HOME – runner-up

Living Each Day by Catriona Patience

We do the round again. The story continues where it left off the day before, the same stops, the same characters, the same dreams, mostly intact.

Under the weight of red berries the rowans are lethargic, the heather just turning, nothing for it but winter. Young Alec and Iain, their bikes tossed aside, play one-a-side football, T. Menzies gives me a £5 note, ‘keep the change sonny, you’ll be needing it’, his YES badge scuffed on his jumper. On the pavement outside a wee boy crouches under a ‘For Sale’ sign, crying, outraged.

Northwards out of Brodick, the bus trembles under the weight of German and English tourists, eager and determined, striding off the bus and down to the castle, intent on a certain kind of history. When they leave, what will our home mean to them? Will it be an antiquity? A curiosity? Are we lucky, or cursed, or simply forgotten out here?

Some kids are playing Andy Goldsworthy down by the shore at Blackwaterfoot as Auld Mackay staggers aboard, the reek of him familiar and horrible. About a mile up the road he stumbles off again, away up the track, a bottle of Buckie in hand, singing ‘There’s no place like home.’

Hedges close in and the road narrows, we are driving through the tumult of nature, as it beds down in the last few days of autumn.

Lisa M drops her purse, coins scatter ‘everyone scramble!’ shouts her brother before they too disembark, pushing and shoving, vying for their mother’s love. What a pair.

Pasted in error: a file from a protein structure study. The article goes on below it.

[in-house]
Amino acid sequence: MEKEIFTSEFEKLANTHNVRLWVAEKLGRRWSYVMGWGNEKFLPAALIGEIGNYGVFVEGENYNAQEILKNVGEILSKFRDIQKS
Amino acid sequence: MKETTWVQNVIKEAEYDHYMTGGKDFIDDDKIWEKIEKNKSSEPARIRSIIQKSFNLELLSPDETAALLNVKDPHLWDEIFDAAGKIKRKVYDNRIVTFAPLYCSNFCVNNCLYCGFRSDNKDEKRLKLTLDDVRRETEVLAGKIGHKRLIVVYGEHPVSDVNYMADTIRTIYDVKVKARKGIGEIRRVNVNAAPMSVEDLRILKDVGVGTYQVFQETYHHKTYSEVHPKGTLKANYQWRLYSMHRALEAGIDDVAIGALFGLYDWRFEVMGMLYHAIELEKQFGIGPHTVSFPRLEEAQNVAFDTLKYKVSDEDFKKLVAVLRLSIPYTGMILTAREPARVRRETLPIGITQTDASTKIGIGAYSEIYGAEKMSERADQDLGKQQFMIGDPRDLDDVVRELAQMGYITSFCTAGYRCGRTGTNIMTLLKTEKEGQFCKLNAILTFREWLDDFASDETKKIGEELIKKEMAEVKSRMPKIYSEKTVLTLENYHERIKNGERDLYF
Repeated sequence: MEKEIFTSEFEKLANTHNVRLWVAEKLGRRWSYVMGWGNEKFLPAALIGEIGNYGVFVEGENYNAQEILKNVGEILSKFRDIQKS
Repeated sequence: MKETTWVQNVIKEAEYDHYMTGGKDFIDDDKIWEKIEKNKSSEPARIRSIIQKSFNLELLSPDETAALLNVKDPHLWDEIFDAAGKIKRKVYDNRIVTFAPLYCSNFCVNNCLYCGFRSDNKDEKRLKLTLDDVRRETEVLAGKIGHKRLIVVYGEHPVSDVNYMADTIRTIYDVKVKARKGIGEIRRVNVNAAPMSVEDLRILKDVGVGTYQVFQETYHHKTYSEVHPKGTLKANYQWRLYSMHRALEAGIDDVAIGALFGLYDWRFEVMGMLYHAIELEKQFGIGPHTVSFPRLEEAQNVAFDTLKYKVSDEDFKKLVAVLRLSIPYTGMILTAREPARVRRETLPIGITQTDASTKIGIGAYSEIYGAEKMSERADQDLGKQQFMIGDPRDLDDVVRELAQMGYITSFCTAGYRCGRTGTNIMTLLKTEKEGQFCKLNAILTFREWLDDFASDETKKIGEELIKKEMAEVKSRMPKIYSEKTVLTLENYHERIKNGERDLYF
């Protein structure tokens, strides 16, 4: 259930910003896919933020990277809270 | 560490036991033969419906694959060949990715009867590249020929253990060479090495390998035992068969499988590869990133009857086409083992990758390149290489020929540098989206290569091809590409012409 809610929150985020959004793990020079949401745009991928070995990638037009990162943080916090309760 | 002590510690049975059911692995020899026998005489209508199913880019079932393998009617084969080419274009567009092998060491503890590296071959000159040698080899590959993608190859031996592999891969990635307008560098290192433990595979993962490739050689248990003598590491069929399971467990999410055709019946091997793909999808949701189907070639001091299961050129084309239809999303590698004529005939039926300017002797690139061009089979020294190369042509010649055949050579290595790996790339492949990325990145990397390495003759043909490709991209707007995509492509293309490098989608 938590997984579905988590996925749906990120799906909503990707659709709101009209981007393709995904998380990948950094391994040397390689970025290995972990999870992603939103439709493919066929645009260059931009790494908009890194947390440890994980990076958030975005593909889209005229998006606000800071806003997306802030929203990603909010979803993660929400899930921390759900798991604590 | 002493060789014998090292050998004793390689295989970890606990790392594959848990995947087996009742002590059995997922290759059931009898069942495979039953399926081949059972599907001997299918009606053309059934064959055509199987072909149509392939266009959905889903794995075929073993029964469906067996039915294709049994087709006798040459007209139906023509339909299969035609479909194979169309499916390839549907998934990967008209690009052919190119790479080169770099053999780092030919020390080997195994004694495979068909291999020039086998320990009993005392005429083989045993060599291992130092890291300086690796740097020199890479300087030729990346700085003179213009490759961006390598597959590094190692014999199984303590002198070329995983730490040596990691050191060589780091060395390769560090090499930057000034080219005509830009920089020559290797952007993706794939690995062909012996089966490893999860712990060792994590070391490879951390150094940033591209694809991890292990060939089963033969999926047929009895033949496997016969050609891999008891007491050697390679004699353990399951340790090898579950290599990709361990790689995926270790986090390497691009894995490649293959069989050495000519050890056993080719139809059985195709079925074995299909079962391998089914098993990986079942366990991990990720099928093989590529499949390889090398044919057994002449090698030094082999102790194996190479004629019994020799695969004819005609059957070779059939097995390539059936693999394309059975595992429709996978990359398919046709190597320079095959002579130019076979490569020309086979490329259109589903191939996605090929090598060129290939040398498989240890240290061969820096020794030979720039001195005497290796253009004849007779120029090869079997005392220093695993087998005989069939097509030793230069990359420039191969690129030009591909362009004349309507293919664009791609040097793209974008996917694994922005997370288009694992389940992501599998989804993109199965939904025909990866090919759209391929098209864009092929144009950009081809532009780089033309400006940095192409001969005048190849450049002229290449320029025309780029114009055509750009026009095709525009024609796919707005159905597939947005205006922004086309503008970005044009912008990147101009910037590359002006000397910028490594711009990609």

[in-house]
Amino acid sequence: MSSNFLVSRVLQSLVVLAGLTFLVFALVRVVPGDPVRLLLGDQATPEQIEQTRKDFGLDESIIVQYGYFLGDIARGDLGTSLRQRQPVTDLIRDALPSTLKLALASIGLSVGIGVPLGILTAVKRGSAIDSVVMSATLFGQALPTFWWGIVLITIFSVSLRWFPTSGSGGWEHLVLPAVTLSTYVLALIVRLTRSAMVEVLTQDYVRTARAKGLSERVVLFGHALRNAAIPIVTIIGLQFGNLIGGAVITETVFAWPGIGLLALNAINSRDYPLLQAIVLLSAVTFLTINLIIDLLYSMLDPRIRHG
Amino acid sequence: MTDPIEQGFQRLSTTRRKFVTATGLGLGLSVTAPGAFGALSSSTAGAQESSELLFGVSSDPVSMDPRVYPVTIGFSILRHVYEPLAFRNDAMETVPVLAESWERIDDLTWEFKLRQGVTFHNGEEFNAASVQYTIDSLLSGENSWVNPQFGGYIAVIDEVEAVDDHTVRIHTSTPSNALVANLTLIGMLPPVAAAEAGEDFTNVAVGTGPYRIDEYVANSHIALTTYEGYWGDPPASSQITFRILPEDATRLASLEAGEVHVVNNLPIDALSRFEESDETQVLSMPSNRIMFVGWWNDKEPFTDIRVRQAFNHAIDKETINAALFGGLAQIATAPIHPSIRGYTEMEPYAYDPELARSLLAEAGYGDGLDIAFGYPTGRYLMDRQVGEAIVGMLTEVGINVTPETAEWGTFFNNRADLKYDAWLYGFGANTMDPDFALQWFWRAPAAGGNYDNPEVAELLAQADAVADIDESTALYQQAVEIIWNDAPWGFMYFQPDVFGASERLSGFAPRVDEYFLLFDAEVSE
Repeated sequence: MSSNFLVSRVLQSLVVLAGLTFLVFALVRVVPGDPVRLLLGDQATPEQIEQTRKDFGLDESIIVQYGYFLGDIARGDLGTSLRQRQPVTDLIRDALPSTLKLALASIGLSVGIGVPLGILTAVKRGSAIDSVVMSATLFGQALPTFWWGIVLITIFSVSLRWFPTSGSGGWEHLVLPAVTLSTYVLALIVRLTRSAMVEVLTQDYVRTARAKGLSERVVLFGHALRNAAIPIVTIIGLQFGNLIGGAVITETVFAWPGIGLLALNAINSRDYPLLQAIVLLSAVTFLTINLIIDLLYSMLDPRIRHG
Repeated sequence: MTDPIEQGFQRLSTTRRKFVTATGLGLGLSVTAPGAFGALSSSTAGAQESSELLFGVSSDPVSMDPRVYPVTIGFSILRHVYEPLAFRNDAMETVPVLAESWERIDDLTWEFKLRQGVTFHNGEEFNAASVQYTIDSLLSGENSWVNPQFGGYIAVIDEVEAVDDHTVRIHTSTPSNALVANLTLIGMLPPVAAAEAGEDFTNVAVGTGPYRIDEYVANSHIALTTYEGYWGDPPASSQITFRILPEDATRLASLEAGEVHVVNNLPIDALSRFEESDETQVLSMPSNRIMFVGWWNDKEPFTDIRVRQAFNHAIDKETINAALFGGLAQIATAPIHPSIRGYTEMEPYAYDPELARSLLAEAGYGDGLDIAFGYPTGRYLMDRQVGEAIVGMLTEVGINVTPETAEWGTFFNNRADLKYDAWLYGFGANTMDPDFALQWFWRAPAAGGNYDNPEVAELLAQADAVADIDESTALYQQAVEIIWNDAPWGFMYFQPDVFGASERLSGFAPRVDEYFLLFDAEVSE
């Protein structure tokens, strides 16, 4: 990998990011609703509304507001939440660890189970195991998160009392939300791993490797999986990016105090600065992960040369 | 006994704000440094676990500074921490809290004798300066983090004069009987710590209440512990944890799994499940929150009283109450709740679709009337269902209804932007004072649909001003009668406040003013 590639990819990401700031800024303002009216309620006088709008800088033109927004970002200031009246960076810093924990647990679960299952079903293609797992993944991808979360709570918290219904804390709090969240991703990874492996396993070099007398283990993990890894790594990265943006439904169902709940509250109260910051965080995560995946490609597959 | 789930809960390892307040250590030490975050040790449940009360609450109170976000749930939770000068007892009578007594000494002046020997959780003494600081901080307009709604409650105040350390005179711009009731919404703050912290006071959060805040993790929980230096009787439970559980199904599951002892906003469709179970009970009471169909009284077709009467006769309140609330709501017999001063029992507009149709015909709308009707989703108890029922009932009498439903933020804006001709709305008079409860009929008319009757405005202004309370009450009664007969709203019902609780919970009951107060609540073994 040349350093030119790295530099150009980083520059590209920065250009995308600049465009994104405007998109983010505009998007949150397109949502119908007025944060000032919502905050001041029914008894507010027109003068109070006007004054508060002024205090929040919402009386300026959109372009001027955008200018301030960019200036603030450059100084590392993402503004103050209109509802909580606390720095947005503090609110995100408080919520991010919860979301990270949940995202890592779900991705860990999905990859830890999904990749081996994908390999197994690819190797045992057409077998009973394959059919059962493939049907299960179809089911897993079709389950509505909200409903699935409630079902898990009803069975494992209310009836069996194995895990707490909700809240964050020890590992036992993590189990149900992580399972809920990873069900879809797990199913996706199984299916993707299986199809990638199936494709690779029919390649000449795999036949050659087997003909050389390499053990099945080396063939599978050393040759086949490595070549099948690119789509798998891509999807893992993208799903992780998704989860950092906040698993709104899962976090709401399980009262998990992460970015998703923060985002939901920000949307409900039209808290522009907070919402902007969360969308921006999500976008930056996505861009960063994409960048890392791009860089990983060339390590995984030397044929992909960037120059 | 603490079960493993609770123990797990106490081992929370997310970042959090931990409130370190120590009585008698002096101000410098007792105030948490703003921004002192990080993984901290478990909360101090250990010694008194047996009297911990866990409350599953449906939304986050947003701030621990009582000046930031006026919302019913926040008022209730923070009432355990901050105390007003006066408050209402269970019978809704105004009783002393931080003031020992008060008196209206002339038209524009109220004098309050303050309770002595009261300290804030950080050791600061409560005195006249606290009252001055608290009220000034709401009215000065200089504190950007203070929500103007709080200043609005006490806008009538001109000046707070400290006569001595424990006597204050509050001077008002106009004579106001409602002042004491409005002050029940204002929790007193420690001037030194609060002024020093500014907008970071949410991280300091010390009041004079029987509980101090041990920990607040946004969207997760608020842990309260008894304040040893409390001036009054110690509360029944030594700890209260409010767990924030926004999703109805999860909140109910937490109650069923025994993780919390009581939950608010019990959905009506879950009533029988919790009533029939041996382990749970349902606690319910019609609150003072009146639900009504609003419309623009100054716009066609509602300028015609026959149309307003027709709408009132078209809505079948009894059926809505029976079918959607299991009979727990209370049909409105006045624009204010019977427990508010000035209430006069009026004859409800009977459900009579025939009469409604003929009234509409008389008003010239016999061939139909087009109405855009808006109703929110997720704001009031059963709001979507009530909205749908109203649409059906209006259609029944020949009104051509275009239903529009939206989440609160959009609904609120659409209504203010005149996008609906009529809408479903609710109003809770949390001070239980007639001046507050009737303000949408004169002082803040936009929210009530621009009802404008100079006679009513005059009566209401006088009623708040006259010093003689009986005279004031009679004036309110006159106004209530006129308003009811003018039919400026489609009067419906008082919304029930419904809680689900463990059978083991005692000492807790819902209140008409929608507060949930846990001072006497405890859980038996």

Party balloons. Three auld yins ‘hop’ on, merrily oblivious of the teenage glares from the back of the bus, ‘I don’t know whether to sit next to my wife, or my mistress!’ the auld man shouts with glee, chuckling, he sits next to one of them and they all laugh uproariously.

Rounding the southernmost tip, Ailsa Craig south still, through the island sleeping, waking, dreaming, being and coming to be, we make for home. Back at the ferry terminal, I sigh, that’s me done for the day. Same again tomorrow. And the day after.

R boards the bus and shakes my hand; ‘we really appreciate all your hard work over the years, we really do, couldn’t have been without you, it wont be the same without you. You mind yourself now, and pop in and see us, do, make sure you do.’ Dazed and confused, I nod.

Back home, and Lettie has tatties and lamb on the table. ‘How was your day love?’ ‘Oh aye’ I reply, ‘fine, aye. I’ll no be working tomorrow.’ I pause. She doesnae say anything. ‘But I’ll maybe go along, just for the ride.’  She smiles ‘I’ll make you up your piece as usual then.’

This has come to be our home. Porpoises. A red squirrel. The glimmer of the mainland. I don’t mean to be romantic, that’s just how it was. The North Star gleaming and the sky turning anti-clockwise in its wake.

Catriona Patience (pictured) says: 

“An ever aspiring Renaissance-girl Catriona Patience is seeking ways to sidle up on truth, happiness and the other big ones by writing, photographing, singing, creating and messing. Now living in Glasgow she wrote ‘Living Each Day’ after a beautiful camping trip to Aran. She is thrilled to have won a runner up prize in the Lothian Life short story competition, and this will certainly inspire her to spend more time scribbling.” 


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